The Cost Of Safety Programs

As a member of the GAWDA (formerly NWSA) Safety Committee for over 16 years, I am amazed when I hear distributors say that they cannot afford the cost of a safety compliance program or defer sending employees to training programs because of the expense. Some owners do not see safety as improving the company’s bottom line; if it does not generate revenue or reduce costs, they are not interested. Others appreciate the value of safety programs but still view safety as a cost item to be minimized.

This is backwards. Safety programs are means to preserve revenue. Last year I heard a GAWDA distributor complain that his company was disqualified from contracting with a Fortune 500 manufacturer because the distributor’s OSHA 300 record was too bad (too many small injuries). What was the cost of safety at that company?

I also hear that the infrequency of audits or enforcement actions by federal and state regulatory agencies means that some distributors might choose to overlook some compliance practices and take their chances on not receiving an audit. This is bad policy for two reasons. First, look at the actual cost of a nominal civil fine in an enforcement action. If an agency fines your company $5,000, what is the amount of increased sales necessary to recoup that fine? At a five percent profit margin, a company would need to generate an additional $100,000 in sales just to break even on the fine. That does not include the lost administrative time necessary to respond to the citation.

Second, and perhaps more important, failure to comply with government regulations may mean that a court will automatically find that a company was negligent if the noncompliance led to an injury and the company is sued. Conversely, compliance with regulations is strong evidence that a company acted reasonably in a situation, even if someone was injured.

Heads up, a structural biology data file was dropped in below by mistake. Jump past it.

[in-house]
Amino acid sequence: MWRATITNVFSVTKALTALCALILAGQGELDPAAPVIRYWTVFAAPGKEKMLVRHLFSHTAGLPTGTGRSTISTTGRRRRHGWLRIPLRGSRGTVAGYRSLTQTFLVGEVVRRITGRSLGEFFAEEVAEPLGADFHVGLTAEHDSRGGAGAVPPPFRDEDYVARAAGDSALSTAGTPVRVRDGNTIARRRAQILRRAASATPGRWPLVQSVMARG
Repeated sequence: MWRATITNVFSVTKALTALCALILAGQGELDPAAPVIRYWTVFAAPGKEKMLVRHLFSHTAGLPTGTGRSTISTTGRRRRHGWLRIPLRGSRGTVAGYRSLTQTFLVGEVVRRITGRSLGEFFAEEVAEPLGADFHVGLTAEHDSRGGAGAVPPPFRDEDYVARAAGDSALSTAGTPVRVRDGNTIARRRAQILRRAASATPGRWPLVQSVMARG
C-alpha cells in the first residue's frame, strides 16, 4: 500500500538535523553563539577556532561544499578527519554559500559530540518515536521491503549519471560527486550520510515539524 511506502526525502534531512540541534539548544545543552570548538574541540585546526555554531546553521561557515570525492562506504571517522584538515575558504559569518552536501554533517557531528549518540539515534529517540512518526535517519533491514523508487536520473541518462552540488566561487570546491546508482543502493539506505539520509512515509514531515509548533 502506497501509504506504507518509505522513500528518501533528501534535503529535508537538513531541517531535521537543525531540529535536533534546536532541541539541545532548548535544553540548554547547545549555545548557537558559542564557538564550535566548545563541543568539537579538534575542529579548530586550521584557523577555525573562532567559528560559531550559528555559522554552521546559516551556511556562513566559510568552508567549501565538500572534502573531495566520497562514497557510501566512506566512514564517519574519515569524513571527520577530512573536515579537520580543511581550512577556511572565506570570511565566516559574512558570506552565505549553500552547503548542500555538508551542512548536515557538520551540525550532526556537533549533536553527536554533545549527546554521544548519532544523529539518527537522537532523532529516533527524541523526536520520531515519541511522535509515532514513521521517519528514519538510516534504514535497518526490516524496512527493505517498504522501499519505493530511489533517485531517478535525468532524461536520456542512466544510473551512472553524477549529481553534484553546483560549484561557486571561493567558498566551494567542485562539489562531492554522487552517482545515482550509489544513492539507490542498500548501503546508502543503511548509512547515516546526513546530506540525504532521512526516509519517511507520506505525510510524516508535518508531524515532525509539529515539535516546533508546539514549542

According to a new study by the Federal Motor Carrier Safety Administration, the average total cost of an accident involving a commercial truck over 10,000 pounds GVW is $59,153 (in 2000 dollars). If there are injuries involved, the average total cost jumps to $164,730 per crash. And the average total cost of a fatal accident involving a commercial truck is $4.2 million.

Moreover, even for minor workplace injuries, the costs to a company’s productivity are staggering. According to the National Safety Council, each disabling workplace injury costs an employer about $38,000. But that figure does not include the cost to hire and train a replacement worker, or the loss of productivity because a key employee is no longer able to work.

Managers need to view safety compliance as an investment in their company’s greatest asset, their employees. Keeping employees healthy and working productively is perhaps the single largest contribution that a company can make to its bottom line.

Accidents happen for a reason, and a well-conceived safety program with daily follow-through is the best method to prevent accidents from disrupting your operations. GAWDA has state-of-the-art safety materials available for all members and a team of industry consultants who may be accessed by phone, fax or e-mail. Use these resources to ensure that your company’s operations are safe, legal and efficient.

Gases and Welding Distributors Association
Meet the Author
GAWDA Government Affairs and Human Resources Legal Consultant Richard P. Schweitzer, Esq., is president of Richard P. Schweitzer, PLLC, in Washington, D.C. Members can reach him at 202-223-3040 and at rpschweitzer@rpslegal.com.